If you live on a college campus like I do, you might think the biggest threats to free speech are liberal protesters or left-wing professors who crack down on conservative thought. But a new study from the Cato Institute rubbishes the notion that First Amendment heresy is exclusive to any party.
The results make it clear that the ongoing assault on free speech is a bipartisan effort. Yet what both parties forget is that in a democratic society, any effort to constrain the free expression of your political opponents will come back to bite you.
Right-wing media has long decried college campuses for cracking down on free speech and conservative thought––and not without good reason. Just in the last year, a professor was hospitalized after Charles Murray’s speech was shut down by protesters at Middlebury College in Vermont, and pundit Ann Coulter saw her speech at the University of California, Berkeley canceled after threats of violence meant that the university couldn’t guarantee her safety. But this new study from Cato shows that liberal hostility toward the First Amendment isn’t limited to college campuses.
It found that many on the Left no longer support the same free expression that was once the foundation of classical liberalism. A majority of Democrats now support banning hate speech, and almost 60 percent said that “offensive” Facebook posts should get an employee in trouble at work.
But liberals aren’t just keen on prohibiting speech––they’ve also gotten behind the idea of compelling it.
Cato’s study found that a law forcing people to use transgender people’s preferred pronouns would garner support from 59 percent of liberals. California just passed a law making it a crime for nursing homes to misgender transgender people, and New York enacted civil penalties for landlords and businesses that do so. About 53 percent of Democrats think that supporting a racist’s right to free speech is just as bad as holding hateful views yourself.
Clearly, many so-called liberals have decided that fighting hate is more important than freedom of expression.
Some liberals take the idea of fighting hate literally. About 51 percent of people who identify as “strong liberals” see nothing immoral about punching a Nazi. Only 56 percent of Democrats, a slim majority, think that this kind of violence is morally unacceptable.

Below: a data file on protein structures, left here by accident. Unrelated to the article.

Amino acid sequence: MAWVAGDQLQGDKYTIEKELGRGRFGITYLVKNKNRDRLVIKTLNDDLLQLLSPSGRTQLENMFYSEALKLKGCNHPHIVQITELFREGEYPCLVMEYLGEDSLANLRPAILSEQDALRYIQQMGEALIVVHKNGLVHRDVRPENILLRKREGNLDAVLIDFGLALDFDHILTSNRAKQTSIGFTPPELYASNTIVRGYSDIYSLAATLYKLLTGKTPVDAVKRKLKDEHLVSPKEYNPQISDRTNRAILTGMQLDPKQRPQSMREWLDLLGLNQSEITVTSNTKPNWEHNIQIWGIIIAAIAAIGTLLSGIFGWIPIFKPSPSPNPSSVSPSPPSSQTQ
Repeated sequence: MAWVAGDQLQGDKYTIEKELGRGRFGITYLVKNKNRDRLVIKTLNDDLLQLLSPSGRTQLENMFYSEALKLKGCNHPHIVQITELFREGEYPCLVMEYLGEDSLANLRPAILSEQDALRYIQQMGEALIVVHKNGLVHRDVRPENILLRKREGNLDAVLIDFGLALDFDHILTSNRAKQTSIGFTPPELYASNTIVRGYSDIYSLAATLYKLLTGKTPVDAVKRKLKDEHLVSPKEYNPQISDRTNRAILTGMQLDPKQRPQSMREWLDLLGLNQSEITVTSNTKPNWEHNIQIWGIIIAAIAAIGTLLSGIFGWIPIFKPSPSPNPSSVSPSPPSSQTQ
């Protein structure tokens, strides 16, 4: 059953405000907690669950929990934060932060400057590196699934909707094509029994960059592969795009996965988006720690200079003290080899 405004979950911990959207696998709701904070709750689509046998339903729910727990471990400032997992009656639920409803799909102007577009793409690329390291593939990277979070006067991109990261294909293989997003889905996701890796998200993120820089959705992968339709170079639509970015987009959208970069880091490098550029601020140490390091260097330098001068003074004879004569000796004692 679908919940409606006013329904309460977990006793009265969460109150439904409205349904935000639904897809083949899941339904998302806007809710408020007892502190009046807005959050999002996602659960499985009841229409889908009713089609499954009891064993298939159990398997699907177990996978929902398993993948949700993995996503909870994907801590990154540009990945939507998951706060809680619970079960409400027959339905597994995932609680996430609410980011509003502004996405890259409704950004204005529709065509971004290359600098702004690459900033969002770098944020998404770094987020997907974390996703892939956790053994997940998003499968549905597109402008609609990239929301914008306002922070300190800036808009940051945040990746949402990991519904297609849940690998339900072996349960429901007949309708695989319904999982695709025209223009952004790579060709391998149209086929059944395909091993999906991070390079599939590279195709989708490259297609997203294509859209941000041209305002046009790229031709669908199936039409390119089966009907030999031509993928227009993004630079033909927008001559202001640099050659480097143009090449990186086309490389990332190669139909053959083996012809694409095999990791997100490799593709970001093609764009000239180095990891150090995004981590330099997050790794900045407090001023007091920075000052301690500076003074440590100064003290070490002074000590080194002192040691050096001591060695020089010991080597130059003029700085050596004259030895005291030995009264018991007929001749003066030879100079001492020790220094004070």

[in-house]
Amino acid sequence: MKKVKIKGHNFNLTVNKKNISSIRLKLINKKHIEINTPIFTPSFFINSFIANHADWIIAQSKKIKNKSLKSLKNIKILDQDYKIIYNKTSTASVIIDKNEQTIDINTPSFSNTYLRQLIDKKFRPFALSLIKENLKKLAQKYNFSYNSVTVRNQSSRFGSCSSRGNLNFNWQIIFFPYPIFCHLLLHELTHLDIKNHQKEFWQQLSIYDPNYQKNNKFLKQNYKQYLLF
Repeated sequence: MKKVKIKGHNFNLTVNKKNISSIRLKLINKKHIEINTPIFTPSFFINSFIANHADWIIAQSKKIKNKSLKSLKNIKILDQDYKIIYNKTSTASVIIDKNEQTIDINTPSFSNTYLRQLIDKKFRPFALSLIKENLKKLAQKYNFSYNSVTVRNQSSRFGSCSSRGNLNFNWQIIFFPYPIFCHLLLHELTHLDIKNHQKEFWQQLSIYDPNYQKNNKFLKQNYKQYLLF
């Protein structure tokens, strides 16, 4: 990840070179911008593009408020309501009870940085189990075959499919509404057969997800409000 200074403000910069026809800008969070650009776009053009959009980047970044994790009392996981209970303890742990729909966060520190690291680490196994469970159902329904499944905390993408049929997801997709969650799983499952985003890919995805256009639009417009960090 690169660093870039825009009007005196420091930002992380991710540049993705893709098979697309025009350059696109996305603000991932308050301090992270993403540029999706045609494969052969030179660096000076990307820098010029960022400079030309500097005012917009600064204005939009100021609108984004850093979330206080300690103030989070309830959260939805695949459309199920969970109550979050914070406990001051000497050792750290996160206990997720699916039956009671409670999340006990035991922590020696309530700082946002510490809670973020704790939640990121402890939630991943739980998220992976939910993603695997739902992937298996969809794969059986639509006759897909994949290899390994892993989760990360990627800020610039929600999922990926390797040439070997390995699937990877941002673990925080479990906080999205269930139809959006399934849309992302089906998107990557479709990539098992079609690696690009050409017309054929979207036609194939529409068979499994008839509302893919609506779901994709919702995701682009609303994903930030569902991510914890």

If only conservatives could claim the moral high ground. Burning the flag is a form of constitutionally-protected free expression, but 53 percent of Republicans still think that anyone who does so should have their citizenship revoked––an outrageous sentiment echoed by President Trump in a tweet right after his election. Like Democrats, conservatives believe in workplace retribution for offensive ideas. About 65 percent of Republicans think NFL players who kneel for the national anthem should be fired, while 54 percent say that burning the flag should be a fireable offense for business executives. For all their talk about freedom of religion and gay wedding cakes, 47 percent of Republicans still don’t think we should allow new mosques to be built.
Across the board, Americans are turning their back on the First Amendment. What people don’t realize, is that they’re doing this at their own peril. Regardless of your political affiliation, “free speech for me, but not for thee” isn’t a sustainable strategy because political power comes and goes with elections. Constitutional rights shouldn’t.
About 40 percent of Americans think that the government should prevent hate speech in public. But who gets to decide what “hate” is? Who’s to define what “public” means? Cato’s study found widespread disagreement on what exactly constitutes hate speech. In part, this vagueness is why the Supreme Court ruled that hate speech can’t be a free speech exception. Any characterization of “hate speech” is inherently subjective, and that kind of gray area will inevitably be used as a political weapon.
If conservatives are willing to compromise free speech over protests at a football game, they won’t be able to complain when a future President Warren or Sanders passes laws criminalizing the misgendering of transgender people, or religious aversion to homosexuality. At the same time, if liberals crack down on hate speech, they’ll have little recourse when authoritarian conservatives such as President Trump extend that to include flag burning or other forms of political dissent.
Voters on both sides should realize that when First Amendment rights are eroded, it will come back to haunt them, regardless of party.
Brad Polumbo (@brad_polumbo) is a Young Voices Advocate and a student at the University of Massachusetts Amherst.
[BIO] If you would like to write an op-ed for the Washington Examiner, please read our guidelines on submissions here.